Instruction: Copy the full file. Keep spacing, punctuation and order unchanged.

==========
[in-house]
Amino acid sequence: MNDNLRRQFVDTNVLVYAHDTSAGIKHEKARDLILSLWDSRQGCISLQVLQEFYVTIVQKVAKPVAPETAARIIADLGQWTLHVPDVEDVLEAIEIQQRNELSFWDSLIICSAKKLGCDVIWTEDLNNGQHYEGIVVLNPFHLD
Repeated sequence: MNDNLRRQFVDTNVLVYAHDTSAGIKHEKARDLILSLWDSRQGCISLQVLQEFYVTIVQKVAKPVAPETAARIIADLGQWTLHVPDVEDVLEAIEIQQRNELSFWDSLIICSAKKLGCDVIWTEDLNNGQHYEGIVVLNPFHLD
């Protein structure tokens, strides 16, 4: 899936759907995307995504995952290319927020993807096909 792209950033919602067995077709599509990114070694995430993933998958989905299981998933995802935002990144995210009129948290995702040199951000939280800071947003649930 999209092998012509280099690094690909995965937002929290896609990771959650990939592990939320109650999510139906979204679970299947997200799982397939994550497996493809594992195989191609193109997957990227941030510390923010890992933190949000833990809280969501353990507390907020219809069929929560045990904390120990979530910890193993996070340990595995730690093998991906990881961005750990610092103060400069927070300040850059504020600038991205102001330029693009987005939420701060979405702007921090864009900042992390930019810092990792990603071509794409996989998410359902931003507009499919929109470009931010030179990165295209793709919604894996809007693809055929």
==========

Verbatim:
[in-house]
Amino acid sequence: MNDNLRRQFVDTNVLVYAHDTSAGIKHEKARDLILSLWDSRQGCISLQVLQEFYVTIVQKVAKPVAPETAARIIADLGQWTLHVPDVEDVLEAIEIQQRNELSFWDSLIICSAKKLGCDVIWTEDLNNGQHYEGIVVLNPFHLD
Repeated sequence: MNDNLRRQFVDTNVLVYAHDTSAGIKHEKARDLILSLWDSRQGCISLQVLQEFYVTIVQKVAKPVAPETAARIIADLGQWTLHVPDVEDVLEAIEIQQRNELSFWDSLIICSAKKLGCDVIWTEDLNNGQHYEGIVVLNPFHLD
């Protein structure tokens, strides 16, 4: 899936759907995307995504995952290319927020993807096909 792209950033919602067995077709599509990114070694995430993933998958989905299981998933995802935002990144995210009129948290995702040199951000939280800071947003649930 999209092998012509280099690094690909995965937002929290896609990771959650990939592990939320109650999510139906979204679970299947997200799982397939994550497996493809594992195989191609193109997957990227941030510390923010890992933190949000833990809280969501353990507390907020219809069929929560045990904390120990979530910890193993996070340990595995730690093998991906990881961005750990610092103060400069927070300040850059504020600038991205102001330029693009987005939420701060979405702007921090864009900042992390930019810092990792990603071509794409996989998410359902931003507009499919929109470009931010030179990165295209793709919604894996809007693809055929």